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Cellular Revision

The Collaboration Behind Leslie Iwai's Daughter Cells: Inheritance, Separation & Survival
Photo by Clint Thayer/Focal Flame Photography

The search for the knowable has led to remarkable discovery and innovation in the sciences. At the same time, this unrelenting quest for knowledge has also fostered in many of us a sense of discomfort with ambiguity—and a detachment from our often-messy internal and external worlds. While both science and art provide us with a way of understanding the world, the latter can help us deal with ambiguity and uncertainty.

Artists, like scientists, study the structure and behavior of the world through close observation, investigation, and the testing of ideas. From the inventive works of Michelangelo and Leonardo Da Vinci, to the Modernists and their fascination with technology and artistic experiments in the laboratory, we see scientists who use art to give form to concepts and artists who use science to stretch what we see and know about ourselves—and the world around us.

Middleton-based installation artist Leslie Iwai uses close looking to discover repeating themes and narratives in her life and art. In this context of a “discovered narrative,” materials and methods are “welcomed in” by Iwai if they seem to be a good fit for a particular project.

Of her creative process, Iwai says. “You can’t make the work before you make the work.” Where some artists begin with an idea and move toward a specific destination, Iwai moves forward through uncertainty: she simply begins, going where the story takes her and believing that failure occurs only when she is not being true to the story, the materials, or herself.

Trained in mathematics, chemistry, and architecture, Iwai makes art that explores the underlying design and geometry found within diverse materials, from concrete and steel to feathers, fibers, and wax. For Iwai, process-oriented methods such as welding, casting, sewing, woodworking, crocheting, folding, even melting, all emphasize the handmade quality she considers crucial to the visual elements in her art. The tactile nature of her completed pieces and installations invites observers to find connections between the ideas she expresses and the materials used.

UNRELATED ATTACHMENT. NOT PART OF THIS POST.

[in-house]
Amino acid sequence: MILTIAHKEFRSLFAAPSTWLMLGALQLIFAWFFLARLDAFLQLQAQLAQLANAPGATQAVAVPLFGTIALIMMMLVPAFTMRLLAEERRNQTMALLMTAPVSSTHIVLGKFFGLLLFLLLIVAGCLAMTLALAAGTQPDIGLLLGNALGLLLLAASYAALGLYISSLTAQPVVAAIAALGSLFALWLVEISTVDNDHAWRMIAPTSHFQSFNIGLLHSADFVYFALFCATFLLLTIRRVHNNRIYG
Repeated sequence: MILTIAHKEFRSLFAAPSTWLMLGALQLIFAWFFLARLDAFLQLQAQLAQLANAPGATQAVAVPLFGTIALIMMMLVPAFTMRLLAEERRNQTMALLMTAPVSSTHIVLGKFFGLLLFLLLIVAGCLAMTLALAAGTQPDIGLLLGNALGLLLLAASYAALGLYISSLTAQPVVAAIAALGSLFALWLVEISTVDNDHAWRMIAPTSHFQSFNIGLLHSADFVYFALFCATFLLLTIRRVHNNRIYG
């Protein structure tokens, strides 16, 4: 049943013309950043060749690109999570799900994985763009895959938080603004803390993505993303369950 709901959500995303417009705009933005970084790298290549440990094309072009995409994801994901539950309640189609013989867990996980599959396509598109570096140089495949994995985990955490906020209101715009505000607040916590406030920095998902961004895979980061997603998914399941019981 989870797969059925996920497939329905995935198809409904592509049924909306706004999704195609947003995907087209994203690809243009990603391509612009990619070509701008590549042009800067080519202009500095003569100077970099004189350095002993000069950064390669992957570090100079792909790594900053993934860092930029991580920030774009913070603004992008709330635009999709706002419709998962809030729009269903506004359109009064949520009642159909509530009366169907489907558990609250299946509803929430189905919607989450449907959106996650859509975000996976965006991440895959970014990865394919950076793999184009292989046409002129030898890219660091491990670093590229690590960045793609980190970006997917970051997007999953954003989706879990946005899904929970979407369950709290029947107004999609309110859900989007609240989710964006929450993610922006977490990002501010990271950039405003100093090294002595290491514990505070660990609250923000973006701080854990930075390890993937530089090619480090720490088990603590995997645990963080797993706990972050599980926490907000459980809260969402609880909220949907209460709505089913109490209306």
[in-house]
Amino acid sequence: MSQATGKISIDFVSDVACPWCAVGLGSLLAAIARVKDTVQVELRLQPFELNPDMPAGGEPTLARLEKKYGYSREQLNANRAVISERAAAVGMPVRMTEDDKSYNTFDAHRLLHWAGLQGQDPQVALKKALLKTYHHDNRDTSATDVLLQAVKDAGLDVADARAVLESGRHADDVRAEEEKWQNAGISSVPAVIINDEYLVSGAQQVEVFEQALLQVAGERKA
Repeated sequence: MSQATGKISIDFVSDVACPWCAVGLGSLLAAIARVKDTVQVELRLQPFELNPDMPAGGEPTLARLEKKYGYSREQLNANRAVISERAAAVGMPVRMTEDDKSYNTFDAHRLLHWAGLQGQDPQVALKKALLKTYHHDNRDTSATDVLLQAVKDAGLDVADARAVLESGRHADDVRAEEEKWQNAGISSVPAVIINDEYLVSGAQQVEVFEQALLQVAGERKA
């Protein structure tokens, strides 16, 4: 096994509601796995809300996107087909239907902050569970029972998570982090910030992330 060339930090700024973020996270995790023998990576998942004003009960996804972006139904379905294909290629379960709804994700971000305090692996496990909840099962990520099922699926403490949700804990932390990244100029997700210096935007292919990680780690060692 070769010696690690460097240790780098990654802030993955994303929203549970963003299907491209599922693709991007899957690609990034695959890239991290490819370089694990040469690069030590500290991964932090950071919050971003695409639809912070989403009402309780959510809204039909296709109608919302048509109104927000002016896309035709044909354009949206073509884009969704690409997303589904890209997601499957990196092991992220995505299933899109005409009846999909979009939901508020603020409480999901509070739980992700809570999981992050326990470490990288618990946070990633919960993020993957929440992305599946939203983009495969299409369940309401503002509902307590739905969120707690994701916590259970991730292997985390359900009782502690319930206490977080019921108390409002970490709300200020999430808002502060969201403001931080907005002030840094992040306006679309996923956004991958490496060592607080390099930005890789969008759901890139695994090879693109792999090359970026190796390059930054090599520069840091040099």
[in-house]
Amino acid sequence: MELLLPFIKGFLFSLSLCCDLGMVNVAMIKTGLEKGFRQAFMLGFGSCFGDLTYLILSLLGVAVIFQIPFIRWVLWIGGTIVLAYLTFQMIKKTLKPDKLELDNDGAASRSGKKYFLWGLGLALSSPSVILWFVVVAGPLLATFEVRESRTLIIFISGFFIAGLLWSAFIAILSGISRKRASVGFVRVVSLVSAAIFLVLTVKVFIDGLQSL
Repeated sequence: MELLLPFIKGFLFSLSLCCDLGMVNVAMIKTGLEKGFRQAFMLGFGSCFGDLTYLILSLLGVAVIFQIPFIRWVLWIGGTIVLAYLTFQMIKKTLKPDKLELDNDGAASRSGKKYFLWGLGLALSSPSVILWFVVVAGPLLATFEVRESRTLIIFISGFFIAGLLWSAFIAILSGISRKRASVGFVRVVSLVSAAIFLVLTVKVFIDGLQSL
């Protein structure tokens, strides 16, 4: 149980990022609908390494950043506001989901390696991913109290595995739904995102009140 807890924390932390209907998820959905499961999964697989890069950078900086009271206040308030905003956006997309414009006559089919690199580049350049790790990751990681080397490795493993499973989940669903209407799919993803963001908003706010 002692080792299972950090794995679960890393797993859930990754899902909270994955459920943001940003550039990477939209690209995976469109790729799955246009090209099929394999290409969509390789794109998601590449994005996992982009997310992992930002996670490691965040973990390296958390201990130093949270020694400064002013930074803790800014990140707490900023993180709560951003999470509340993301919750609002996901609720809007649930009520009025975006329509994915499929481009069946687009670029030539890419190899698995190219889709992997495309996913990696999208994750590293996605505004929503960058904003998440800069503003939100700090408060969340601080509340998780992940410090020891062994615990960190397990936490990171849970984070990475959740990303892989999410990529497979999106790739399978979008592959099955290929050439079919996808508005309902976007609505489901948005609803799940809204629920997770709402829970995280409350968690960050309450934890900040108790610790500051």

Making associations through research, discussion, meditation, metaphor, and observation, Iwai’s process is a rigorous one. It can’t be rushed. Slowly revealing themselves through her conceptual investigation, these associations shape the development of her work.

There are, however, some overarching themes that influence Iwai and thread through her art: contradiction between appearance and reality is one, as is the notion of communal experience. The elevation of devalued things—spaces, materials, and people—has each played a role in her creative choices. She often approaches dark or difficult topics with a lightness that makes them eminently accessible.

For instance, her 2004 installation in Omaha’s Elmwood Park, titled Sounding Stones, is deceptively simple yet emotionally complex. Employing her knowledge of architectural space and acoustics, Iwai created five permanent, large-scale sculptures that amplify the voices of those who enter them. Made from concrete and cast in fabric forms, these Sounding Stones resemble giant pillows, appearing soft and light in contrast with their roughly fifteen-ton weight. As part of her process, Iwai invited the homeless and indigent using the park to participate in decisions about the layout and placement of the Sounding Stones. Each inscribed with a word meant to be said aloud, Iwai’s Sounding Stones expand on the definition of sounding as a means to gauge depth or find evidence, and reflect her desire to provide a voice for those in the park who have none.

After moving to Wisconsin in 2011, Iwai was asked to create an installation at the Monroe Art Center. Her Interstitial Garden, which opened in 2013, explored the difficulty of change and the process of transformation. Most of the work in Interstitial Garden was suspended and featured multiple visual, material, and contextual connections to discover and enjoy depending on how you looked at the “garden.” Iwai said that she wanted people to see transitional space not as something “untended and barren,” but rather as “a rich place of growth.” 

After viewing Interstitial Garden, Christie Bartels, a friend and rheumatologist at the University of Wisconsin–Madison, suggested to Iwai that these emotional spaces have a parallel place in human biology. Bartels noted that the interstitial spaces, or gaps, between brain tissues are more than just empty areas. Instead, they serve important functions in the restorative process of sleep. 

An ensuing discussion about the biological as a mirror for the emotional led Bartels to suggest that Iwai might be interested in the work of Dr. Mark Burkard, a colleague of Bartels’ from the UW–Madison School of Medicine and Public Health who was doing some groundbreaking cancer research. Bartels offered to introduce the two.

Iwai hadn’t heard of Dr. Burkard’s work, but she knew the basics of cellular division. First comes the synthesis phase, when a duplicate copy is made of cell components, including the DNA-containing chromosomes in the nucleus. Then comes mitosis, when the two sets of chromosomes are physically separated in opposite directions, even though they are still in one cell. Finally, during cytokinesis, the one cell is cut into two daughter cells, thereby completing the process of mitosis.